Not to mere freedom, but content them more
With horse and harness than they owned before,
And all that knighthood needs. If only one
To Camelot bring complaint that less be done
Knight will I send who shall thy life require
In mortal field, and of such bold repute
That champion for thy part thou shalt not hire,
Nor shalt thou practice to that strife delay -
The day he cometh shall be thine ending day.

"Next, thou shalt swear upon the sacred page
Thou wilt no further in such toils engage
By-wandering knights; and if thou dost again,
Thou shalt be surely by my justice slain.

"Last, to Sir Outzlake shall thou grant anew
The manor-lands he held, his seemly due.
But he shall pay thee as their rent agreed
A yearly palfrey of a peaceful breed;
For not a charger, great of heart and thew,
Thy meagre knighthood needs."

                        To Outzlake next
He spake: "Because men call thee bold, nor less
Of good regard for truth and gentleness,
Thou shalt with me to Camelot ride, and there,
Be thy deeds equal, and thy fame as fair
As these report, by God's good grace will I
So serve thee that short time shall testify
Thy greater worship and thy more domain
Than Damas boasteth, or such crafts obtain."

"Go will I gladly at thy side."

                        "Then say
How far from Camelot am I snatched astray?"

"A two days' journey when the roads are dry."

"Then must I rest me first. What place is nigh
Of worship for mine ease?"

                        "Three miles away
There is an abbey of nuns of high degree,
King Uther founded. There thy rest should be
Secure, and bruise and hurt well comforted."

"There will I," said the king, "and bid prepare
A litter for Sir Accolon. Harboured there,
He shall be tended well, and leeched with care,
For he was by most sorcerous arts misled.
Because my sister would my life betray.
I will not vengeance on her instrument."

So to that Abbey's kindly roof they went
Victims alike of Morgan's lustful guile.
There Arthur well revived his strength forespent,
But Accolon, less of good blood drained, the while
Died as men die whose hope is past.

Death found him, memories that her art had blurred
Returned, but is such sort that all he saw
Was outward seeming, of himself as she
Seduced him to her wanton, ruthless will....

The noon was summer and the woods were still.
Relaxed in sleep her body's grace unclad
Gleamed in the deep cool greenness of the glade.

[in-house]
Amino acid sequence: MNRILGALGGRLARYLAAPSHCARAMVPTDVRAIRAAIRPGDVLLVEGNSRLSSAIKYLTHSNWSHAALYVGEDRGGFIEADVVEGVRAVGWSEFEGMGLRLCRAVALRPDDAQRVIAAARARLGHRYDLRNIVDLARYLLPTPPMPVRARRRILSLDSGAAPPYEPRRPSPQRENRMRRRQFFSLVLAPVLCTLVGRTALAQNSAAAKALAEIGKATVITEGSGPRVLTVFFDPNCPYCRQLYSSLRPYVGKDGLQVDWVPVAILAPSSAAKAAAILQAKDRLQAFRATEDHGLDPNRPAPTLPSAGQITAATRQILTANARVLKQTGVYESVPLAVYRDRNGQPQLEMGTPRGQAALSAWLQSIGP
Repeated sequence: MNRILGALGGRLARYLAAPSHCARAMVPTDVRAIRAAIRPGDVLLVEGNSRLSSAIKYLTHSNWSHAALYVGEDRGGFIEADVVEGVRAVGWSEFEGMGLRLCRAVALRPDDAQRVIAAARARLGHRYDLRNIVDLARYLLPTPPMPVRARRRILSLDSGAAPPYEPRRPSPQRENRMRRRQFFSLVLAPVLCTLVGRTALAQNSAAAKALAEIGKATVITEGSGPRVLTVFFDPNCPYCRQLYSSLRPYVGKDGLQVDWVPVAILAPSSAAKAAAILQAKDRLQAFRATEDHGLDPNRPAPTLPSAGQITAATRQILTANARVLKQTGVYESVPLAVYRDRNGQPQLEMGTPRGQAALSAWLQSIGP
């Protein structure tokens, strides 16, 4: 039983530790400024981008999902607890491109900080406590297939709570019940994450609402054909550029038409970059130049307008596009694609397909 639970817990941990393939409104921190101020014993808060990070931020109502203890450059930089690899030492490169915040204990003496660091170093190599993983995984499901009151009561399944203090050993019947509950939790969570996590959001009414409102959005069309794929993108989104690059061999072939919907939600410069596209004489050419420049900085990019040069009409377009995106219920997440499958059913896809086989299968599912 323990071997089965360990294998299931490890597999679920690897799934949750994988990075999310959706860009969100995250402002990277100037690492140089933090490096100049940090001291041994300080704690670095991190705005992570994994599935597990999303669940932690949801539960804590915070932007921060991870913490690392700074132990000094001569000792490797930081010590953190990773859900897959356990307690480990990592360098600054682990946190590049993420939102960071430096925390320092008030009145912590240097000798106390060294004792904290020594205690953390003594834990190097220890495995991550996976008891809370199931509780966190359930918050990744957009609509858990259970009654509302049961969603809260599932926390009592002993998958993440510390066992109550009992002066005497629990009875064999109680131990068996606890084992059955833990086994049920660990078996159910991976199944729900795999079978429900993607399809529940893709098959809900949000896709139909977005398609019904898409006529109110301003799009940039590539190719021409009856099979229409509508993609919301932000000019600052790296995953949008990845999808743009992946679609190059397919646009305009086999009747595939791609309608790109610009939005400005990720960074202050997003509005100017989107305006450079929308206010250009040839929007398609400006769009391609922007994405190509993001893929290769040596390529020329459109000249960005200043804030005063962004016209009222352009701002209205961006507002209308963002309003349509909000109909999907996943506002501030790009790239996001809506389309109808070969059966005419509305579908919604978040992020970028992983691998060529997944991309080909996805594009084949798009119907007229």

Well knew she none would pass that path unstayed
While thus she lay. No watchful need was hers
Her lure to prove. But waking eyes forbad
What sleep might yield, nor larger need imply.

No adder on the sunwarmed path might lie
Deadlier, nor less the coming foot to care,
Than in that shadowed glade beside the way
The sorceress slept.

                The pacing hooves were still.
The steel, toiled-heated, stayed content. The noise
Of silenced birds returned the boughs. Nor dare
To wake this goddess of the woods, nor will
To leave such sight his heart could hold, until
She stirred, and eyes that seeming sleep had hid
Were on him, shameless with abrupt desire.

So watched he with cold heart the deed he did
With hotter pulses at her lustful lure.
Shrank his shamed thoughts therefrom, so base a hire
To own, and saw fair death, the waiting cure.
Divided from his previous self was he
By God's accepted light his sin to see.


Then Arthur to the gate of Morgan sent
The corse of Accolon. 'Behold,' he wrote,
'How vainly by the craft his life is spent!
Take the poor barter of thy sorcerous trade.
Mine is the sheath again, and mine the blade.'

But ere they reached, Queen Morgan, deeming sure
The death of Arthur in that nameless guise,
Rose with the morn, and looked with hateful eyes
On Urience sleeping. In short words she bid
One of those damsels who her treasons did
His sword to fetch: "No better time than now
To end his life," she said, "will fate allow."

"Oh, madam, if our noble lord we slay,
No art will save us, but our lives will pay."

"Nay, fetch the sword. You all misdeem. To me
The rule remains. But those who first obey
Will be the first their bright reward to see."